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Rethinking Strategies to Reduce Healthcare-Associated C. difficile Infections


Belinda Ostrowsky, MD, MPH, Health Systems Director of Epidemiology, Antimicrobial Stewardship & Infection Prevention, Montefiore Medical Center, and Associate Professor of Clinical Medicine, Division of Infectious Diseases, Department of Medicine, Albert Einstein College of Medicine, discusses five stewardship strategies to help reduce healthcare-associated Clostridium difficile rates.
Interview Transcript (slightly modified for readability)
“We’re rethinking how we can best use stewardship to decrease [Clostridium difficile]. [In my presentation at the SHEA 2017 Spring Conference] I went over 5 strategies, one of which we may have already spoken about, which relates to appropriately testing patients [by] making sure the right patients are tested and that they’re tested in a timely fashion.
There are strategies for picking what antibiotics that you have on your formulary, making sure that they may not necessarily predispose your patients to C. diff. Also, for some new drugs that are used for treatment of C. diff [there are several things to consider]: making sure that we steward these properly so that we have them and can use them; optimizing the treatment for C. diff so that that one patient can be treated; also decreasing C. diff in that patient may make it less likely that they’re going to transmit to other patients; and lastly, reviewing the medications at different points in the patient’s course, [by] looking at antibiotics before someone gets C. diff, and also look at antibiotics and other medications that may be given after someone has C. diff, [and] trying to make it such that they would be more likely that they would recover from the C. diff, which is good for them and also good for the patients near them so it isn’t transmitted to them.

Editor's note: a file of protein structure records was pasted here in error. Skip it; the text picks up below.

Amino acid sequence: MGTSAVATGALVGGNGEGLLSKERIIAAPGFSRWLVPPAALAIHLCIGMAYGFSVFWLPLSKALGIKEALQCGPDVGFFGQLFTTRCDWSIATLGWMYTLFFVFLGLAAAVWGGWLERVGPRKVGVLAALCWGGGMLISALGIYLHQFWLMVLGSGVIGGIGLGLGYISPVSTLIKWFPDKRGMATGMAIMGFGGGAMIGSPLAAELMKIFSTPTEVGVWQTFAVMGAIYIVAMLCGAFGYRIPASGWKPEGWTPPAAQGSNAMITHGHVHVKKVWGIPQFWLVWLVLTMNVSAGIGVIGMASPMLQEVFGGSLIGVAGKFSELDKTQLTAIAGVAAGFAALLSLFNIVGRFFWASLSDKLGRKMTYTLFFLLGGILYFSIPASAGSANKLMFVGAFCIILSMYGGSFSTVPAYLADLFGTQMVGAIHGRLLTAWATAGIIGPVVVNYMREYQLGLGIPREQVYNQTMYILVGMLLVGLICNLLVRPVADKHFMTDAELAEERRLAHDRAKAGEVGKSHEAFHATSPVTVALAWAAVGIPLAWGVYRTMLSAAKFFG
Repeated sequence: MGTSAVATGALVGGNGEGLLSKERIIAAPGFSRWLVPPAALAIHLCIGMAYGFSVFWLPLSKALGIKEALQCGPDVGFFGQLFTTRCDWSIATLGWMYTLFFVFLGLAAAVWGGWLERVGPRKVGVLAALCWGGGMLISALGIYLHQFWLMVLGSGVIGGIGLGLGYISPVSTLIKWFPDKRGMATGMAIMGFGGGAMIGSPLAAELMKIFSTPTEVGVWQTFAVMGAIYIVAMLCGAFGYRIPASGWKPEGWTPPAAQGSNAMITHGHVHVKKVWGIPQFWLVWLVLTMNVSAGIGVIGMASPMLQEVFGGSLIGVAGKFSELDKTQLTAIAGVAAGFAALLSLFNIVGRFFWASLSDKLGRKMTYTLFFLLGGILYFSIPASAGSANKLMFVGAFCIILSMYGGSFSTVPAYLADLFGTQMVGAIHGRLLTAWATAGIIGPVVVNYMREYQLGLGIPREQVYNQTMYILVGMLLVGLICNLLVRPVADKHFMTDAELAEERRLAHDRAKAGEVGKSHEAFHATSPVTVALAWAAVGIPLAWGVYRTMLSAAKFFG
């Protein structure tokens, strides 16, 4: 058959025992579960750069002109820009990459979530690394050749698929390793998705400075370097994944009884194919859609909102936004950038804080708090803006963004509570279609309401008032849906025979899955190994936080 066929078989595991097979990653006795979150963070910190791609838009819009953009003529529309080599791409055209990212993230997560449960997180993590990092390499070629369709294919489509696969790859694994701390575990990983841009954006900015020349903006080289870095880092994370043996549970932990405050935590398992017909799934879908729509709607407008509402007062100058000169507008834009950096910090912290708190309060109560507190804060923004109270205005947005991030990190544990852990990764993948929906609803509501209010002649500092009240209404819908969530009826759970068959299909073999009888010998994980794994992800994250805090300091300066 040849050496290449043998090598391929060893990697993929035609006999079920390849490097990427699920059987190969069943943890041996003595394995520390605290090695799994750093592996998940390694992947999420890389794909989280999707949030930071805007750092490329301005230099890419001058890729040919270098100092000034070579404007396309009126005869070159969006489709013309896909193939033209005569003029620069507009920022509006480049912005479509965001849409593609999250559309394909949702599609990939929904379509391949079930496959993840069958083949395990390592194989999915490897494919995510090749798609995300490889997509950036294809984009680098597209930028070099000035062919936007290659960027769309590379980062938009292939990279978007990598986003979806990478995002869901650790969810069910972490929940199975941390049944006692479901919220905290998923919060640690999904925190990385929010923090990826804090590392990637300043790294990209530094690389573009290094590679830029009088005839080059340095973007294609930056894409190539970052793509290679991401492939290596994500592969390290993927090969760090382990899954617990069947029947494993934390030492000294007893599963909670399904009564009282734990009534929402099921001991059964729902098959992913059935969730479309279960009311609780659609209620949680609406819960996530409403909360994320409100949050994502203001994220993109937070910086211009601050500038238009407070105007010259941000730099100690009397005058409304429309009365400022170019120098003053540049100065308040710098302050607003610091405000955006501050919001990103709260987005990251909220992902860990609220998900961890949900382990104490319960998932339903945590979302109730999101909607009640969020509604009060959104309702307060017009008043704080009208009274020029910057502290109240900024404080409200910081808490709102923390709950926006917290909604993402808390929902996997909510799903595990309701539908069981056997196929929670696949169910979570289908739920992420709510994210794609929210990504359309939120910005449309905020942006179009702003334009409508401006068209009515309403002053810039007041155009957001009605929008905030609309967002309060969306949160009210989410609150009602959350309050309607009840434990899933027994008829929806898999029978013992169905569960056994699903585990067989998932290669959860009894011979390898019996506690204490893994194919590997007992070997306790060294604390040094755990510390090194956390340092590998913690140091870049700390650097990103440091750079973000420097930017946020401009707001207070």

I would say that we underscored 5 large areas where people can [make] an impact with stewardship and C. diff. [These] include optimizing the testing, optimizing your formulary, optimizing your treatment, optimizing the antibiotic choices before [infection with C. diff], and reviewing antibiotics and other medications after [infection], and then bringing it all together that stewardship is not really something that you just do in a vacuum, that this is part of a larger strategy, that C. diff is something [that is] multifactorial: it may come in your door on a patient, it may be that the patients need to be isolated, it could be transmitted within patients, or there may be things in the environment, or do we bread C. diff in patients by giving them too many antibiotics or other medications?
Really, we can’t just have one strategy, likely we’re going to need to do all these things. Luckily [antibiotic stewardship programs are] often a very good complement to these usual strategies. Hopefully we do all of these and we’re able to combat C. diff.
Just to bring it down to a home-level: this is a tangible outcome for physicians to see in terms of overuse of antibiotics. We’re not going to decrease all our antibiotic prescribing, this is not a ‘never’ event, like a line infection or a urinary tract infection. There are patients that really need antibiotics, what we’re trying to do is make sure that patients get appropriate antibiotics and that we don’t overuse them, and that maybe we strike that balance where [doctors] are able to treat the infection [without] killing the rest of the good flora in [patients], which is [what] protects [the patients] from C. diff.
I think we have amazing opportunities and the thing is that we certainly don’t want people to get C. diff in our institutions. Stewardship offers many strategies along the way to hopefully prevent patients from getting C. diff and prevent it being transferred to other patients in the environment.”
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